Hard topics tackled in pop art paintings
By Michael Somerby EBS STAFF
BIG SKY – The youth have long been hailed—in some instances, scorned—for their role in society as the de facto social critics.
Some might chock it up to youthful need for rebellion, or, in a reductive dismissal, hormones. More likely, it’s recognition of the immediate inheritance of the world and its affairs.
Whatever one’s position on the matter, the phenomenon is a fact of life. And 8th graders of the Big Sky School District have answered the call of outspoken advocacy through a series of pop art paintings highlighting some of the most pressing, sometimes contentious, problems of the era.
Touching upon a wide range of topics, from white tigers being inbred, to pill addiction, gun violence, political strife in Hong Kong and police brutality, among others, members of the 8th grade class put brush to canvas in hopes of illustrating what matters to them.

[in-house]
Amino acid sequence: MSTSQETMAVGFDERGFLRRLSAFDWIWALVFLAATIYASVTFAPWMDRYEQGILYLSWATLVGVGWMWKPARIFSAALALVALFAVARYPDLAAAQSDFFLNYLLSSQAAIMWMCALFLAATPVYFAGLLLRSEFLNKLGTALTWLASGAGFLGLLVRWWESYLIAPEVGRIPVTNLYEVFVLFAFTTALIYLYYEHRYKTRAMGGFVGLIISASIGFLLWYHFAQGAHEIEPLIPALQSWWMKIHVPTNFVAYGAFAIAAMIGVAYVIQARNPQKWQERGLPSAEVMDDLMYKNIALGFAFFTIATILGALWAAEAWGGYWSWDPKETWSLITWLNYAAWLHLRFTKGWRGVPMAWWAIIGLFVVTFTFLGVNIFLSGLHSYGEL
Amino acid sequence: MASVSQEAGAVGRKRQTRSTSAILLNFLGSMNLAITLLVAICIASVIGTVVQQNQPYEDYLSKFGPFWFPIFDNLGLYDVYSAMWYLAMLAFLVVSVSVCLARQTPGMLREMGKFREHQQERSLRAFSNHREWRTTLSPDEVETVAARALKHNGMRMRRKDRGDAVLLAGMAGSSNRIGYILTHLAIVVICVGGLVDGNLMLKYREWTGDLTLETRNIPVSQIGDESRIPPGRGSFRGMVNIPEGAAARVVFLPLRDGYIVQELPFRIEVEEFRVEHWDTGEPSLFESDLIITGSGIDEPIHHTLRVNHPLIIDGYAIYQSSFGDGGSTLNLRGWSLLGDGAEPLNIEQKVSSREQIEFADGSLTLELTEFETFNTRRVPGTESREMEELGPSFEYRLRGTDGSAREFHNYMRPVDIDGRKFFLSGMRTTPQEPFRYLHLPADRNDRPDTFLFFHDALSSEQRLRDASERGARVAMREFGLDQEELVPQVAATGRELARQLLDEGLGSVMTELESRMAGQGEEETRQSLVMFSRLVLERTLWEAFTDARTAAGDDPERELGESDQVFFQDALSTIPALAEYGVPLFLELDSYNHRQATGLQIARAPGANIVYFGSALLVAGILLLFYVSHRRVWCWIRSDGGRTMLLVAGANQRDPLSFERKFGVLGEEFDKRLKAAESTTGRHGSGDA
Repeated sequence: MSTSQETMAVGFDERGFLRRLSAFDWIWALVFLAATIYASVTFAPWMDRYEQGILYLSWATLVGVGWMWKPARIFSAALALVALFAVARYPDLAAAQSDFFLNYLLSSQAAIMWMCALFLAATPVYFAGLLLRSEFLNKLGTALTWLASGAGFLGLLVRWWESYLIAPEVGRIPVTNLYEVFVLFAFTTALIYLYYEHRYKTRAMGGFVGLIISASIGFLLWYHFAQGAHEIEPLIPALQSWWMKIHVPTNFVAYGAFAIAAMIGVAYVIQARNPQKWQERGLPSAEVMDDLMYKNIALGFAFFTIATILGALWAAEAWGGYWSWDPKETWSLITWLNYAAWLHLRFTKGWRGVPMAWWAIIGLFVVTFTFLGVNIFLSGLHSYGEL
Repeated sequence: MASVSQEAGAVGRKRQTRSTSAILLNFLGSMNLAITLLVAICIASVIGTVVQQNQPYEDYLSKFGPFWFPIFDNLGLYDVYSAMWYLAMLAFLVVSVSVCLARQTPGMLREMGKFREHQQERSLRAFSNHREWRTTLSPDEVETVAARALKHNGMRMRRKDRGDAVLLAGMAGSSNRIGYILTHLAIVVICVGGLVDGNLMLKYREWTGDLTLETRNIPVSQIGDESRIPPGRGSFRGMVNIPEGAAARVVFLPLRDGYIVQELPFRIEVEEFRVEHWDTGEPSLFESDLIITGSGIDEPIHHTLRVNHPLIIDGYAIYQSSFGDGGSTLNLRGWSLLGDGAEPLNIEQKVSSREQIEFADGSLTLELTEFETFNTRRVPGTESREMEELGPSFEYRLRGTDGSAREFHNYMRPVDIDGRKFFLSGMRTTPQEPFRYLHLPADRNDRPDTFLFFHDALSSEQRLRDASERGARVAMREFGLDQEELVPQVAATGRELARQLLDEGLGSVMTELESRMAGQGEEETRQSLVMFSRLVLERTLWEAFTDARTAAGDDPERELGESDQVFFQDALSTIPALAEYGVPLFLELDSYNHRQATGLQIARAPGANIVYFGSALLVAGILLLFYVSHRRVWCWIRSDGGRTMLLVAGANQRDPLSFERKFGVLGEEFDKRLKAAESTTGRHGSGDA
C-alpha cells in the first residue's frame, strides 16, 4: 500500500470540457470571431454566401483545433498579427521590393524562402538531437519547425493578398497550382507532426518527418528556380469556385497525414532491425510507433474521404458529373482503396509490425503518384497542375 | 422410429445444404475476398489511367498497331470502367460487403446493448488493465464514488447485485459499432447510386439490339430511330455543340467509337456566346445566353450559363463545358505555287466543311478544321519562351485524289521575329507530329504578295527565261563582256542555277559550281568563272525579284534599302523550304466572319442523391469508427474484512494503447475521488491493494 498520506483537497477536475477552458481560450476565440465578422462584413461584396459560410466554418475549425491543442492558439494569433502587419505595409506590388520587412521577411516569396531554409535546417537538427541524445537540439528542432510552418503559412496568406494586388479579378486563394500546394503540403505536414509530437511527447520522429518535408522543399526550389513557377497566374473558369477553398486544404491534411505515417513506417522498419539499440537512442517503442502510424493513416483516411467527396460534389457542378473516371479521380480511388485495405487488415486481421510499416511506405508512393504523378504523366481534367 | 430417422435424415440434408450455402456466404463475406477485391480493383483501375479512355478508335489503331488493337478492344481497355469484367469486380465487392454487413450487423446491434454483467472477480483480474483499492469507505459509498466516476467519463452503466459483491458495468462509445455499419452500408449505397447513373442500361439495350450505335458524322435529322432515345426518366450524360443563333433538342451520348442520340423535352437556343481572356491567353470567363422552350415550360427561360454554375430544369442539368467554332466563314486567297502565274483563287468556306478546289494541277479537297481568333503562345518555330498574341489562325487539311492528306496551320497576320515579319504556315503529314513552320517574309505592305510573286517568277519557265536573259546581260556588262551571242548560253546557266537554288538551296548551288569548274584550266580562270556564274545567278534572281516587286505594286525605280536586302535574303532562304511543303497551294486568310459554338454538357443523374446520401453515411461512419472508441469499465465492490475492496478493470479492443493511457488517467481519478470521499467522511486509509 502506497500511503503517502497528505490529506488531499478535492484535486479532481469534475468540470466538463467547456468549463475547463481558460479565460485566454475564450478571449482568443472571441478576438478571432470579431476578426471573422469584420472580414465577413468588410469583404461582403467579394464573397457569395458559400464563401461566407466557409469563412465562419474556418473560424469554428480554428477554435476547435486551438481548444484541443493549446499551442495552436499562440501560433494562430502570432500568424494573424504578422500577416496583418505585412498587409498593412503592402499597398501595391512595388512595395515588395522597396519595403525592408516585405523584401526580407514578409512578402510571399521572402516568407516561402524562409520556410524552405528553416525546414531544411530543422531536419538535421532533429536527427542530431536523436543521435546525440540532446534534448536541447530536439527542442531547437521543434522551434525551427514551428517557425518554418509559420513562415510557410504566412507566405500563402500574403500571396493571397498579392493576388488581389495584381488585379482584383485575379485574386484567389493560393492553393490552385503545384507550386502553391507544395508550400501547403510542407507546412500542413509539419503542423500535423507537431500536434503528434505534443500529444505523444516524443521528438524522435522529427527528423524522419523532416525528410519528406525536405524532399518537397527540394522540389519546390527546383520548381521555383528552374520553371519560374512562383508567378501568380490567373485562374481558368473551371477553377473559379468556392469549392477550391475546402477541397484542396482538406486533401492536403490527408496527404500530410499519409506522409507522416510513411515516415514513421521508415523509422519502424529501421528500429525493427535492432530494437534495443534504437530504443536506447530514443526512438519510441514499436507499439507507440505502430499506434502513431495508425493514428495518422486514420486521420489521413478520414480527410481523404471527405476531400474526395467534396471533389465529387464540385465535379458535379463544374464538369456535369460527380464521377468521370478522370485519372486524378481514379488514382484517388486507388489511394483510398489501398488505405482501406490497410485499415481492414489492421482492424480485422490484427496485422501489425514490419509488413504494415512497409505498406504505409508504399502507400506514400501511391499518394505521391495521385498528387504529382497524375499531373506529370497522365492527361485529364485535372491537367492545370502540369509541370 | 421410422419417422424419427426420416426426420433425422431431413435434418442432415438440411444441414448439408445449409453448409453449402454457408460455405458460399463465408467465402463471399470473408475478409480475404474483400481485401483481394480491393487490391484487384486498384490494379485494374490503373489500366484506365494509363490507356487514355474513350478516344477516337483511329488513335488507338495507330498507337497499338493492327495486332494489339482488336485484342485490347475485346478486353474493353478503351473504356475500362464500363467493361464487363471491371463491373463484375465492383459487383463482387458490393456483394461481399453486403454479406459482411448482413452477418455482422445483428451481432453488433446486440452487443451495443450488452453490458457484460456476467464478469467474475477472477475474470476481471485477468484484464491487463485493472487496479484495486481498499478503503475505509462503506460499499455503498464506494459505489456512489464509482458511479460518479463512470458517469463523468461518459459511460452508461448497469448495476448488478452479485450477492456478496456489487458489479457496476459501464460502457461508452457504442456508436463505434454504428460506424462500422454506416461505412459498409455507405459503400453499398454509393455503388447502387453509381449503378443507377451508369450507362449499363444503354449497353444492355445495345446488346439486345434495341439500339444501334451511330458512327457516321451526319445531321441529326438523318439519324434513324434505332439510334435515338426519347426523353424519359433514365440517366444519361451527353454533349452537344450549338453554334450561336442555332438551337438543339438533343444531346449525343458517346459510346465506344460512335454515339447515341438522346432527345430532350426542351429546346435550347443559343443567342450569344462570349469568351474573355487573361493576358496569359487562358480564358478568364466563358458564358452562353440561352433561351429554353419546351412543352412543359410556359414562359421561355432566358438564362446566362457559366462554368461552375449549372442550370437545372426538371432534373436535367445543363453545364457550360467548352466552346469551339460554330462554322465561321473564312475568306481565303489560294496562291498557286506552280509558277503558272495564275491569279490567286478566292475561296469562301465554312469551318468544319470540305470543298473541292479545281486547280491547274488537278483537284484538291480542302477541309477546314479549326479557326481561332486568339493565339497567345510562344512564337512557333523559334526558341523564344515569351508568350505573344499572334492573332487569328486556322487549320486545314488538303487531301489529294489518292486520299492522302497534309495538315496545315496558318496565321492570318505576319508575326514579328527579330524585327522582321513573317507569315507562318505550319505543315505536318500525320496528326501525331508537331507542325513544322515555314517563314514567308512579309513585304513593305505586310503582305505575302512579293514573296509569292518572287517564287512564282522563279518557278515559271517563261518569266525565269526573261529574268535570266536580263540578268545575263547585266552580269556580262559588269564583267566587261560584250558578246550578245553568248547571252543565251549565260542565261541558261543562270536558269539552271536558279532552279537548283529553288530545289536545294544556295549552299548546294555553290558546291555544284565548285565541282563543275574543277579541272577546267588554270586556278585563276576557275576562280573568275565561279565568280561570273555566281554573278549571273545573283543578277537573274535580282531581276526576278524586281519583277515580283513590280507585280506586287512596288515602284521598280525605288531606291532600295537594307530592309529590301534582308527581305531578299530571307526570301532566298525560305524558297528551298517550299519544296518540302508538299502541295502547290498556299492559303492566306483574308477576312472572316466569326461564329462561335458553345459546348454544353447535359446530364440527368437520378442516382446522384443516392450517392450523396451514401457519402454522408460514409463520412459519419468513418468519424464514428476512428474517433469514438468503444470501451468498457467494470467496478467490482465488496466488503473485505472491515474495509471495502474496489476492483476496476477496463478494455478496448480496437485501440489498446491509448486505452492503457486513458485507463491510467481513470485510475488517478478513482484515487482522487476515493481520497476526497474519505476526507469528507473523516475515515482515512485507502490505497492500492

“They are incredible,” art teacher DJ Soikkeli told EBS. “[It’s] cool for them to see their work in the paper, because then they are validated that their voice does matter and is being heard.”
Soikkeli had each student write an artist statement to accompany the pieces, designed to underscore their creative vision and why they chose the topic they did.
Take Logan Barker’s commentary on rape culture.
“The big idea that my artwork illustrates is how as a whole our society encourages
rape culture,” Barker wrote about her piece, “Encouragement at the Circus.” “I intend to single out how as a society as a whole we practice encouraging this idea that it is OK to rape.”
Or Mason Dickerson’s portrayal of gun violence in the U.S.
“A growing issue in the United States is gun violence and gun legislation,” Dickerson wrote. “The goal of my art piece is to spread awareness for the growing gun violence in the U.S. and to show all we need to do is put out a helping hand for everybody.”
Through this creative project, students were given a platform to voice their outrage and sadness for woes of today. Art and activism are staunch associates—through the BSSD curriculum and Soikkeli’s oversight, that relationship is now celebrated by the 8th graders of Big Sky.